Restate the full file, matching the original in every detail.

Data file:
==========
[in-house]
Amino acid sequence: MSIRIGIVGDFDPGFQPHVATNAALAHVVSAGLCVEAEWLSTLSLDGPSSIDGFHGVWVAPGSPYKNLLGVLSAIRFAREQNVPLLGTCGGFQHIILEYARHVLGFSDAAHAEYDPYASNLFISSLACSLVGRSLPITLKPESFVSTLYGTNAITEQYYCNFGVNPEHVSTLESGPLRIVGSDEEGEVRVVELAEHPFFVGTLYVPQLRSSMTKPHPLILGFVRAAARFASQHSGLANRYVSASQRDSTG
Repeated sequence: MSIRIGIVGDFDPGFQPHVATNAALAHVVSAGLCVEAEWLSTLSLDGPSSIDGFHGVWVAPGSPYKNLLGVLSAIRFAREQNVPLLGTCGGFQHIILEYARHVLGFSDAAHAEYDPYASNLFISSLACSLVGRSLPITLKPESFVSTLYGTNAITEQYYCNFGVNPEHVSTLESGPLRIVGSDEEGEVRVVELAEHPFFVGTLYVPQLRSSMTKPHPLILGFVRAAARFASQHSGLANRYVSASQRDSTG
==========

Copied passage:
[in-house]
Amino acid sequence: MSIRIGIVGDFDPGFQPHVATNAALAHVVSAGLCVEAEWLSTLSLDGPSSIDGFHGVWVAPGSPYKNLLGVLSAIRFAREQNVPLLGTCGGFQHIILEYARHVLGFSDAAHAEYDPYASNLFISSLACSLVGRSLPITLKPESFVSTLYGTNAITEQYYCNFGVNPEHVSTLESGPLRIVGSDEEGEVRVVELAEHPFFVGTLYVPQLRSSMTKPHPLILGFVRAAARFASQHSGLANRYVSASQRDSTG
Repeated sequence: MSIRIGIVGDFDPGFQPHVATNAALAHVVSAGLCVEAEWLSTLSLDGPSSIDGFHGVWVAPGSPYKNLLGVLSAIRFAREQNVPLLGTCGGFQHIILEYARHVLGFSDAAHAEYDPYASNLFISSLACSLVGRSLPITLKPESFVSTLYGTNAITEQYYCNFGVNPEHVSTLESGPLRIVGSDEEGEVRVVELAEHPFFVGTLYVPQLRSSMTKPHPLILGFVRAAARFASQHSGLANRYVSASQRDSTG